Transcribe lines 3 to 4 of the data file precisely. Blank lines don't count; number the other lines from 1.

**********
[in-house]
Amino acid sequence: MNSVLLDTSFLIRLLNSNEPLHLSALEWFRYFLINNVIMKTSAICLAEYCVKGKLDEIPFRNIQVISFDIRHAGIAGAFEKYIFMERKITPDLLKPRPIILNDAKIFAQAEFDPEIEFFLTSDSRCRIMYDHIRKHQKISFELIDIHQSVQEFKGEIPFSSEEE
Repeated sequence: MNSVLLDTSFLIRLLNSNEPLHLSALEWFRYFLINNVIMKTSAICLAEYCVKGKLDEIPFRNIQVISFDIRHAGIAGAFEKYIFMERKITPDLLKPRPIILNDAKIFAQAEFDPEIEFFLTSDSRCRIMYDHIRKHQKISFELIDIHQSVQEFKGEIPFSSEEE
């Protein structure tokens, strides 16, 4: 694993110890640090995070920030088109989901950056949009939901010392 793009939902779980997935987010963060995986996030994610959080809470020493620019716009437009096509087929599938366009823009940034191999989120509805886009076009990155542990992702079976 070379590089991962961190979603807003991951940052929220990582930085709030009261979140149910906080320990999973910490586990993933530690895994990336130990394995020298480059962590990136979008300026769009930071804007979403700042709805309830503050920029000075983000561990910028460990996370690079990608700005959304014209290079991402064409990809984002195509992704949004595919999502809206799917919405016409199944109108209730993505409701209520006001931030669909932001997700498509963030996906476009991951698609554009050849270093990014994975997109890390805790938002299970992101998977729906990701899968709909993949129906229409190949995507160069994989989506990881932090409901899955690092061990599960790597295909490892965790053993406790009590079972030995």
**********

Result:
Repeated sequence: MNSVLLDTSFLIRLLNSNEPLHLSALEWFRYFLINNVIMKTSAICLAEYCVKGKLDEIPFRNIQVISFDIRHAGIAGAFEKYIFMERKITPDLLKPRPIILNDAKIFAQAEFDPEIEFFLTSDSRCRIMYDHIRKHQKISFELIDIHQSVQEFKGEIPFSSEEE
């Protein structure tokens, strides 16, 4: 694993110890640090995070920030088109989901950056949009939901010392 793009939902779980997935987010963060995986996030994610959080809470020493620019716009437009096509087929599938366009823009940034191999989120509805886009076009990155542990992702079976 070379590089991962961190979603807003991951940052929220990582930085709030009261979140149910906080320990999973910490586990993933530690895994990336130990394995020298480059962590990136979008300026769009930071804007979403700042709805309830503050920029000075983000561990910028460990996370690079990608700005959304014209290079991402064409990809984002195509992704949004595919999502809206799917919405016409199944109108209730993505409701209520006001931030669909932001997700498509963030996906476009991951698609554009050849270093990014994975997109890390805790938002299970992101998977729906990701899968709909993949129906229409190949995507160069994989989506990881932090409901899955690092061990599960790597295909490892965790053993406790009590079972030995």